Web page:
3. Networking - as more products become "as-a-Service" and more devices become connected, there will be a higher demand for managing networks, making them more efficient and secure

Aug 30, 2015 - 6:37pm

What kind of inefficiencies tend to exist consistently among many different tech companies? Time wasted? Lack of market research before product research? Insufficient administrative support? etc.
Or what do you see that could be done differently to add value to tech companies?

Associate at Family Office "Investing is not a game of Possibilities but of Probabilities."
Aug 31, 2015 - 7:58pm

I try to learn a few things from an applicant's resume: how smart they are, if they love tech and if they can handle the work.

Are you smart? I'll check your GPA, scholarships, etc (this takes 1 second)
Do you like tech? I'll look for work experience relevant to technology. This includes IB / buyside internships where you worked on tech deals, internships at software companies (I'll consider hardware companies if the technology is particularly interesting and if your role will allow you to bring new insights to the firm) and entrepreneurship in the tech space. I've seen some applicants hold "TMT analyst" positions at their school's investment club, which is cool too.
Can you handle the work? I'm looking for finance experience, since you'll be working through financial statements, reading equity research, doing valuations, etc

Aug 31, 2015 - 4:37pm

What are some resources you would recommend for someone interested in TMT banking, and more specifically tech banking?

I use the WSJ/NYT sections to keep up on deals and industry news, but am looking for more sources with information about broader industry trends, as well as more detailed reports which will allow me to form opinions.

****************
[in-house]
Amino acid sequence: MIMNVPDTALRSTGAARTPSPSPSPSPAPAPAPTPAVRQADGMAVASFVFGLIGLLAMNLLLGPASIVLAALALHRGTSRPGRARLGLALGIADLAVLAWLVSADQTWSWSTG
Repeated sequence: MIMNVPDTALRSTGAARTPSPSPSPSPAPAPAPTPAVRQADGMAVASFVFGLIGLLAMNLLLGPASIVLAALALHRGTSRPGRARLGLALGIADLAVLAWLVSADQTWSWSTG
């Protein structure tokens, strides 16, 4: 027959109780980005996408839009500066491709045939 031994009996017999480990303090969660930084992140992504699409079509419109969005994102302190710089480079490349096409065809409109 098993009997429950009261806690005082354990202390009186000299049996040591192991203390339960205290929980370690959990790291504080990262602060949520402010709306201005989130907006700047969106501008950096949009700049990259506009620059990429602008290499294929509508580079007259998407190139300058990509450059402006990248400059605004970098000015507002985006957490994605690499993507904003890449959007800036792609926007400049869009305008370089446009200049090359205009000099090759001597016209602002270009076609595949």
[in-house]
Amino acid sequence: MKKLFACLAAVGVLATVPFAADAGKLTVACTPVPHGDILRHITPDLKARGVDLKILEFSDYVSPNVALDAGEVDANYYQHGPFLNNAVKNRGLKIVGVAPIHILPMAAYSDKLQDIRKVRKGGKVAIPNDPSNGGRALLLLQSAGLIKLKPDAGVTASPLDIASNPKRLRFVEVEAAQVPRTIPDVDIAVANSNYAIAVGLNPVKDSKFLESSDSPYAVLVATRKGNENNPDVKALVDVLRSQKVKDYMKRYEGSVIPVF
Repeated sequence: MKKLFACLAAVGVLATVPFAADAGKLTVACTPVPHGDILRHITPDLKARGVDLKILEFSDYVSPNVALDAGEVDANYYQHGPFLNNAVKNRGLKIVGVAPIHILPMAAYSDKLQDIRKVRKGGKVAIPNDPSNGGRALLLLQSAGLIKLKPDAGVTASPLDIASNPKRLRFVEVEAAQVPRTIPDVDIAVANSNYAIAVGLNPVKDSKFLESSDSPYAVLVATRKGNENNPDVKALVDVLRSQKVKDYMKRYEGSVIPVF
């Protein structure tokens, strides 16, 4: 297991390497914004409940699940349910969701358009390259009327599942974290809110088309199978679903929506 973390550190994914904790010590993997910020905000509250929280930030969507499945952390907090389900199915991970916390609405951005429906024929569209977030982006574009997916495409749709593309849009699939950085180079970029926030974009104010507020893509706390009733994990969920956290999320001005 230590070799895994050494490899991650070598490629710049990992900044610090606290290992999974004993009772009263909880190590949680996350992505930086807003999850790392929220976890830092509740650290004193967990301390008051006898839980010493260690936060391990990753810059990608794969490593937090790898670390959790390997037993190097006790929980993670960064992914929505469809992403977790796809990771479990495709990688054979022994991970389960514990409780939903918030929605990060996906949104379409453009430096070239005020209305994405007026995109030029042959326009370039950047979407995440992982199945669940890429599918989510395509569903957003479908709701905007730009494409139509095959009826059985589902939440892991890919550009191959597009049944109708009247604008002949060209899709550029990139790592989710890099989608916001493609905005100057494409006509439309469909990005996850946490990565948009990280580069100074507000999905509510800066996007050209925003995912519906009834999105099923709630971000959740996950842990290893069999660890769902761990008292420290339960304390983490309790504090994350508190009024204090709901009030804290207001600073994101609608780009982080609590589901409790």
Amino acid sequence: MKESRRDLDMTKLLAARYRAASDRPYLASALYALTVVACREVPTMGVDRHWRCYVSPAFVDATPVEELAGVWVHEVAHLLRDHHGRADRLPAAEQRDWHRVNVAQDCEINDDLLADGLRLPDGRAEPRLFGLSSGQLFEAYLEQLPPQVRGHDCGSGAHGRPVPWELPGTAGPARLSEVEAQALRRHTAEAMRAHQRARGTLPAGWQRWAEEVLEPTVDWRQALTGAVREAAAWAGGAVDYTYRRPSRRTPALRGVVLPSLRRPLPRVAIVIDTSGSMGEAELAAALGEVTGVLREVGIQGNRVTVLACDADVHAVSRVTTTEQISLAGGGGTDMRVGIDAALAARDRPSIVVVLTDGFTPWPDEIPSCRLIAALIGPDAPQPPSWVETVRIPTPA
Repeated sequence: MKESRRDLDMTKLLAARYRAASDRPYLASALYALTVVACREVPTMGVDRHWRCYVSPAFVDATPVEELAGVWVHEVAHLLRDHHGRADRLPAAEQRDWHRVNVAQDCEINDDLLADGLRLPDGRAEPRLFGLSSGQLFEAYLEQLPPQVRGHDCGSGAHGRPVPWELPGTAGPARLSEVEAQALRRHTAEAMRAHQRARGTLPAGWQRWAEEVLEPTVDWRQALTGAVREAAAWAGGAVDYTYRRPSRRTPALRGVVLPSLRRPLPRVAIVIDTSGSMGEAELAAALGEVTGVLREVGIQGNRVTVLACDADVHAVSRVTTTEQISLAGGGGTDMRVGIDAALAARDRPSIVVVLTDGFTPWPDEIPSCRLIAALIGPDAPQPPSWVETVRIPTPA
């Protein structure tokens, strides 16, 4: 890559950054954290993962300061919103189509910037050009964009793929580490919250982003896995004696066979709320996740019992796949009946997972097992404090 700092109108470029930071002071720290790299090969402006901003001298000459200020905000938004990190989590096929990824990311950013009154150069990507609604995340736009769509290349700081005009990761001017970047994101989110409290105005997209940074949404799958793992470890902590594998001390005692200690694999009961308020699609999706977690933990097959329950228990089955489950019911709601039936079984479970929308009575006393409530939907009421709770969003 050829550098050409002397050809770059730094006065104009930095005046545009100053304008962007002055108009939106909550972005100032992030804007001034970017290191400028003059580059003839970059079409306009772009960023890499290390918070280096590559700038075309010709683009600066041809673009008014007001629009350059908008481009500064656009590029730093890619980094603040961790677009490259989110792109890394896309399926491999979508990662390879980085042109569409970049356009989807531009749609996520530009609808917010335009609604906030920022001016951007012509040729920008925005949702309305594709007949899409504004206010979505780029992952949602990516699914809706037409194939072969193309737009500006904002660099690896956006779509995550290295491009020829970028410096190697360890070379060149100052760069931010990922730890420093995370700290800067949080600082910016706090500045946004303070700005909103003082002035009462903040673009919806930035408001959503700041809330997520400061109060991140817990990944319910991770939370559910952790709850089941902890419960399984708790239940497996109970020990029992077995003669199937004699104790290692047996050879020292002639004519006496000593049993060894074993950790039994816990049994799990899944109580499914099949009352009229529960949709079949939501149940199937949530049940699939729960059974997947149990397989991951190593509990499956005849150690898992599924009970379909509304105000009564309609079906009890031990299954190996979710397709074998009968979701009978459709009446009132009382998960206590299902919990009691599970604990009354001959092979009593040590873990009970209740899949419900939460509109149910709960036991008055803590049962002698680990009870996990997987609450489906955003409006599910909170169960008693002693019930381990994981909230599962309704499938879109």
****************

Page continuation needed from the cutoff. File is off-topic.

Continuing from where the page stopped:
Also, what are your suggestions for someone to best position themselves for a TMT group besides being familiar with industry trends and deal activity?

Aug 31, 2015 - 7:16pm

If you are interested in understanding SaaS and relevant metrics in valuing a business. You show you understand this going into a tech banking interview (along with your other more traditional DCF/LBO high level knowledge), you will prove your interest and desire to be in the space.

Another -

Aug 31, 2015 - 7:37pm

I'd also recommend signing up for the Term Sheet by Dan Primack. Daily digest of latest VC fundings, PE deals etc. Assuming you're still in school and you've got a decent idea, just go for it and start it. Even if the idea isn't relevant outside of your campus, seeing startup experience (especially as a co-founder) on a resume is usually an easy decision for the next round. Doesn't have to be the next unicorn idea, just something you're passionate about and willing to start. Even if you fail, great talking point in interviews.

*Also work in TMT banking

Sep 2, 2015 - 9:54pm

Hi BillionClub

Thanks for doing this AMA.

Just keen to know what are your favourite/must-follow sites to keep up with the trends for tech other than the usual WSJ/Financial Times/Bloomberg?

Any recommended book readings/good valuation primers for tech sector as well?

Sep 4, 2015 - 5:56pm

Aside from the obvious ones you mentioned, I like to skim through tech crunch, term sheet and LinkedIn (following the tech and business categories). Basically any resource where I can see headlines for emerging tech, important deals, capital raises, etc. When something catches my eye, I will do more research into the story so I know why it happened. If it was an interesting deal, I will look into how it was valued. Sometimes I will even google "tech trends 2015", "growing tech companies", etc and see what comes up.

Part of my job requires me to screen deals / trends every week using our internal resources, so that keeps me up to date too.